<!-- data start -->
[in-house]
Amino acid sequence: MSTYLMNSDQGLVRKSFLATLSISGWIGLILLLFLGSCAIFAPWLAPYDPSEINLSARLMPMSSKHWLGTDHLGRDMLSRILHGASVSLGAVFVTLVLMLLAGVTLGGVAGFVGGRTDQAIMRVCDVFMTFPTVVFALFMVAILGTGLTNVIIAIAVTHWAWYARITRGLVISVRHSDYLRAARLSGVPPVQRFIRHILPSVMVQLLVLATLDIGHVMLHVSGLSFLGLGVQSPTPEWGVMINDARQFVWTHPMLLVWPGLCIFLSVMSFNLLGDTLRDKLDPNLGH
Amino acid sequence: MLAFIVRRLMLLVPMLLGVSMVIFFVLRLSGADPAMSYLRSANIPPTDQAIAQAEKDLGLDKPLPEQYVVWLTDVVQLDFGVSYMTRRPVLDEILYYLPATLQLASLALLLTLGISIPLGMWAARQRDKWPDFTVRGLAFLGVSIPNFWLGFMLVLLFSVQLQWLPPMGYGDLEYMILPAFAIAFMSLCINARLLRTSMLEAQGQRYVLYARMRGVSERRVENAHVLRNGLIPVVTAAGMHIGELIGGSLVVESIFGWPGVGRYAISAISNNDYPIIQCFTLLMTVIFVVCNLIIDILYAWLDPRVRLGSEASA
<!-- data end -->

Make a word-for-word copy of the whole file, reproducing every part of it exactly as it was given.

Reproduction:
[in-house]
Amino acid sequence: MSTYLMNSDQGLVRKSFLATLSISGWIGLILLLFLGSCAIFAPWLAPYDPSEINLSARLMPMSSKHWLGTDHLGRDMLSRILHGASVSLGAVFVTLVLMLLAGVTLGGVAGFVGGRTDQAIMRVCDVFMTFPTVVFALFMVAILGTGLTNVIIAIAVTHWAWYARITRGLVISVRHSDYLRAARLSGVPPVQRFIRHILPSVMVQLLVLATLDIGHVMLHVSGLSFLGLGVQSPTPEWGVMINDARQFVWTHPMLLVWPGLCIFLSVMSFNLLGDTLRDKLDPNLGH
Amino acid sequence: MLAFIVRRLMLLVPMLLGVSMVIFFVLRLSGADPAMSYLRSANIPPTDQAIAQAEKDLGLDKPLPEQYVVWLTDVVQLDFGVSYMTRRPVLDEILYYLPATLQLASLALLLTLGISIPLGMWAARQRDKWPDFTVRGLAFLGVSIPNFWLGFMLVLLFSVQLQWLPPMGYGDLEYMILPAFAIAFMSLCINARLLRTSMLEAQGQRYVLYARMRGVSERRVENAHVLRNGLIPVVTAAGMHIGELIGGSLVVESIFGWPGVGRYAISAISNNDYPIIQCFTLLMTVIFVVCNLIIDILYAWLDPRVRLGSEASA